I went up to Aardvark while they were working and bought six books. Three titles of the latest "Best American" (fiction, essays, science/nature) and three titles from the YA section - Twilight, Hunger Games (the titular premier volumes of those series) and "The Throne of Fire", which is apparently mid-series, by one Rick Riordan, and has something to do with ancient Egyptian gods and a giant snake threatening to eat the sun. I am not sure how long any of these will hold my attention but I'll at the very least browse them for writing style, themes, and so on.
But you know, the worst thing I could do is say "I'm going to write Young Adult Fiction" and take a formulaic approach. Any genre has rules and conventions but nobody likes to be talked down to; so it's got to be something that's interesting to me or I won't be able to pull it off. I'm really not contemplating becoming a "Young Adult Writer" either, it's just that I'd like to be able to write stuff that's accessible and interesting to that age group.
I think young people are interested in the past - but it has to be presented in a way that doesn't remind them of parents, teachers, or boring history books. Ancient Egypt is cool. (Ancient Egypt has ALWAYS been cool. Ancient Egypt was cool in Ancient Rome.) The more recent past could be cool, too. And you know, things that I don't think are cool might be cool to someone from a younger generation. Eighties music is now "oldies".
So, memoirs and nostalgia could be fun if it's done right. A memoir of growing up in the 70s with my crazy f**ked-up family? Well, who knows. I absolutely do not want to write a long, miserable account of my miserable childhood, and I'm quite sure nobody would want to read it. But if it were short vignettes, entertainingly told - "dark humor" I think would be the appropriate mood - it might work. It could be either true-to-life (as best I remember it) or fictionalized, though I'm strongly leaning toward the latter. Hmmm, I think I already have a title: "Cable Telephone and Wireless TV". I could touch on the little technological cliches (record players, rotary phones, etc.) but they're just that - cliches - and the important thing would be getting to the stuff that matters. Relationships, family dysfunction, the zeitgeist (beyond the pop-culture references) - that's the stuff that would make it tick. And I could touch on culture and politics, too - the decade of "All In The Family" and the liberalism my parents believed in.
Fantasy - I wouldn't mind going back to that. Would like to resurrect the universe of "The Queen's Courtesan". Also my long-pondered sequel to "The Zero Ring". Maybe a fantasy world with Biblical echoes? I need to know my Bible better anyway!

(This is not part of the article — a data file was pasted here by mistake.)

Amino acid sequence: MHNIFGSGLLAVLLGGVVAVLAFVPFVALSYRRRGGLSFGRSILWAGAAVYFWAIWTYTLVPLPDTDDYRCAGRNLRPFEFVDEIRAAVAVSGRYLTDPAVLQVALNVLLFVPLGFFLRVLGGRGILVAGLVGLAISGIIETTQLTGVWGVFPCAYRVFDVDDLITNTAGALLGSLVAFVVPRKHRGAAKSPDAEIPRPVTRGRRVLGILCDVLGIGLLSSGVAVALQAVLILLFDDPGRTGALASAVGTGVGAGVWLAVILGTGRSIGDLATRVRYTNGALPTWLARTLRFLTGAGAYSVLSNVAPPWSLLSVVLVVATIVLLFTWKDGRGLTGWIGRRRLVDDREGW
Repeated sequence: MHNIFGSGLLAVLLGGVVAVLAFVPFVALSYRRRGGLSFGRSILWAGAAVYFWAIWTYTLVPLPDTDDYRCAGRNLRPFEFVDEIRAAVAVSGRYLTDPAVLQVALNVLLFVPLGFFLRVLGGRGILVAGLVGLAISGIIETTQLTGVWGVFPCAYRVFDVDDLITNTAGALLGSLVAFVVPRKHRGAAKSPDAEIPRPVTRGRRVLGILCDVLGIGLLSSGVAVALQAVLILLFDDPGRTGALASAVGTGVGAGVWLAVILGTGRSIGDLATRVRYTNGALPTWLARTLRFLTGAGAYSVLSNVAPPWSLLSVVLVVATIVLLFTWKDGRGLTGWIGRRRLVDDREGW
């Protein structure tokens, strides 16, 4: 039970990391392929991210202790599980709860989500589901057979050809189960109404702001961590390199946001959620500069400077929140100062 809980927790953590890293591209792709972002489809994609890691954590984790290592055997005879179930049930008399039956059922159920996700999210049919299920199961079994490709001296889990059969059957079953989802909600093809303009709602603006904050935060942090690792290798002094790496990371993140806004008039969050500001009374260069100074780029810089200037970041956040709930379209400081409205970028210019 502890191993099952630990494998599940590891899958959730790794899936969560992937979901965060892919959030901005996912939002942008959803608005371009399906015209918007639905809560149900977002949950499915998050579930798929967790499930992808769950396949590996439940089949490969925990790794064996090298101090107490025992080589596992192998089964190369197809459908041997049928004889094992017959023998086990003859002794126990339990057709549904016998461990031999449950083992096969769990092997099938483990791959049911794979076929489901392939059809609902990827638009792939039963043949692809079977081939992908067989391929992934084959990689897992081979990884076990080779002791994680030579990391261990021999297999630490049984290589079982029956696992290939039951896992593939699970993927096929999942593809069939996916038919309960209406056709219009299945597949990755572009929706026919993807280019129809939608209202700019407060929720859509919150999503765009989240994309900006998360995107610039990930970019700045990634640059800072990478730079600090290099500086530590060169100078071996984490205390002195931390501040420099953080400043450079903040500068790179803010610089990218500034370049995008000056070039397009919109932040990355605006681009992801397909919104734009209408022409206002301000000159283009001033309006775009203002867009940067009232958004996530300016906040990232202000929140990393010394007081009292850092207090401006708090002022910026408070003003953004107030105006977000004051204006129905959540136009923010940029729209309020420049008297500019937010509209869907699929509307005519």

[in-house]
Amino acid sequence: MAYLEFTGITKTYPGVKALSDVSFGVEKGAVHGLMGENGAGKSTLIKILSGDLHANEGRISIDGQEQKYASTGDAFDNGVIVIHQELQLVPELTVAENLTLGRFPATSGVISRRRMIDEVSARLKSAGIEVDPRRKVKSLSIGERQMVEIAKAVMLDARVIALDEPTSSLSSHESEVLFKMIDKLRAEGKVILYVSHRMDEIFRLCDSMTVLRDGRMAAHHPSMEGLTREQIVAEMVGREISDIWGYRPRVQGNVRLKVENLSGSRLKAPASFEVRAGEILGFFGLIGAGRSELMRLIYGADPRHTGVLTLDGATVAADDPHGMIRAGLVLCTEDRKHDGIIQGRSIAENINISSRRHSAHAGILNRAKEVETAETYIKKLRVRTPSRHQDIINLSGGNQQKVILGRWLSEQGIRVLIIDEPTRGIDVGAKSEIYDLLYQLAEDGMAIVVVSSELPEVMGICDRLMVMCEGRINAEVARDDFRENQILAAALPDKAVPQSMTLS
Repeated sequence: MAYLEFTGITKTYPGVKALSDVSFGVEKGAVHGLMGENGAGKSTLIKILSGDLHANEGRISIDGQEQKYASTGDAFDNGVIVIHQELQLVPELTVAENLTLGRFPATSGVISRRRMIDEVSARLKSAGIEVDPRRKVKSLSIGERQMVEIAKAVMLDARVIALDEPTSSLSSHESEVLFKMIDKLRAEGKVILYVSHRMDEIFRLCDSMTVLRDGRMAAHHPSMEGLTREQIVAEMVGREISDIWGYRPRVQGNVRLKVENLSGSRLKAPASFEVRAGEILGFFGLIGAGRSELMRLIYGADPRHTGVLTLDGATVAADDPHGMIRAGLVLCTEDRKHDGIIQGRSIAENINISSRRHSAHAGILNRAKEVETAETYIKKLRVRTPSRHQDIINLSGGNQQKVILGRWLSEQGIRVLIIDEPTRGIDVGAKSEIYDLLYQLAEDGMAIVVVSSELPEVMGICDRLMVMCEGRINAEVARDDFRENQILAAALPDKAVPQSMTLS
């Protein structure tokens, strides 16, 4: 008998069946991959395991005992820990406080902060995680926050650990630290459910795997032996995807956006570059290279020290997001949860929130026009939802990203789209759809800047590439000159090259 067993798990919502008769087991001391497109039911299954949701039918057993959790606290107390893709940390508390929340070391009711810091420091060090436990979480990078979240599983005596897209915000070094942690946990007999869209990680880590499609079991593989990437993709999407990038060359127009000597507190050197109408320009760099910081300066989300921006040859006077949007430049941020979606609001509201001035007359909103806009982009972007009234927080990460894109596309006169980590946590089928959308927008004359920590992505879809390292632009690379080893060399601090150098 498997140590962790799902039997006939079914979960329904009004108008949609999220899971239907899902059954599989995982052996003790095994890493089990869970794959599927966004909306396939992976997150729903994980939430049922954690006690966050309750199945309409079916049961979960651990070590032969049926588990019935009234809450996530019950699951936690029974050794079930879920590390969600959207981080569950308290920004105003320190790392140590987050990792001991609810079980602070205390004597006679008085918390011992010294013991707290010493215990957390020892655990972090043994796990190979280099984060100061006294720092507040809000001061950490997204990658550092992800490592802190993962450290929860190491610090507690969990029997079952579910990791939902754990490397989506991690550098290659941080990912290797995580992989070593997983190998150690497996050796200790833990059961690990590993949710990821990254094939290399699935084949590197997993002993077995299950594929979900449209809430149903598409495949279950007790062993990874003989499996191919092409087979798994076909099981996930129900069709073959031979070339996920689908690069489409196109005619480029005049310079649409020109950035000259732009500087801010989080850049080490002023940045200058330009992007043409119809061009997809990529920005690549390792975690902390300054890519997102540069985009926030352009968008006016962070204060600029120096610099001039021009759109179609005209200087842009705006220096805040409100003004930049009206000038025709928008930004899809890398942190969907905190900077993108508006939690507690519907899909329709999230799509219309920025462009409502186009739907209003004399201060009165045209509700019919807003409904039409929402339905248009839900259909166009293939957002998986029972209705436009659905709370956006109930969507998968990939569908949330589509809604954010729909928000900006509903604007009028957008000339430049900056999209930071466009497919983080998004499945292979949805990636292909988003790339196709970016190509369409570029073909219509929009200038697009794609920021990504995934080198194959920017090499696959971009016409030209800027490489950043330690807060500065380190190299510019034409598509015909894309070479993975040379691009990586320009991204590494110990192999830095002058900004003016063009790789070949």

POSTSCRIPT - The above is from my OhLife journal entry for January 3. It's me thinking out loud about writing. I like the idea of writing for younger people because I like the idea of having an impact on somebody's life at an early age. The YA books from my own youth really stayed with me - the Dark Is Rising books, the Green Knowe books, the Wrinkle in Time - well, "A Wrinkle in Time" anyway, I wasn't so big on the later ones. But I could spend a lot of time thinking back on the books I read in my teens and early twenties, and how they shaped the world I've lived in ever since. I like the idea of being able to reach people that way.
I think about Daniel and the world he lives in. I think about Sophie and the world she'll be growing up in. I guess I feel like I want to try to bridge that gulf - like what I wrote about earlier, with the Zelazny quote, "two different worlds ... never actually caught either one in the act of coming of going."
I'm looking forward to slowing down a bit this year - not slowing down from doing the things that are important to me, I guess I mean slowing down TO do the things that are important. Less time surfing the internet; more time reading books. More time writing - it could be with pen and paper, or on a computer, but focused. Less Facebook, more LiveJournal. You get the idea.
This'll be my last year in San Francisco, and I am SO looking forward to moving back to Stumptown! Slowing down also means getting ready for the move, and getting ready to plan out what comes after the move - what I'm going to do with the next few years, or decades, of my life. I was never very good at that kind of planning, but I mean to start.
And a little farther down the road, who knows? Some serious writing - maybe a book published?
A non-dysfunctional relationship?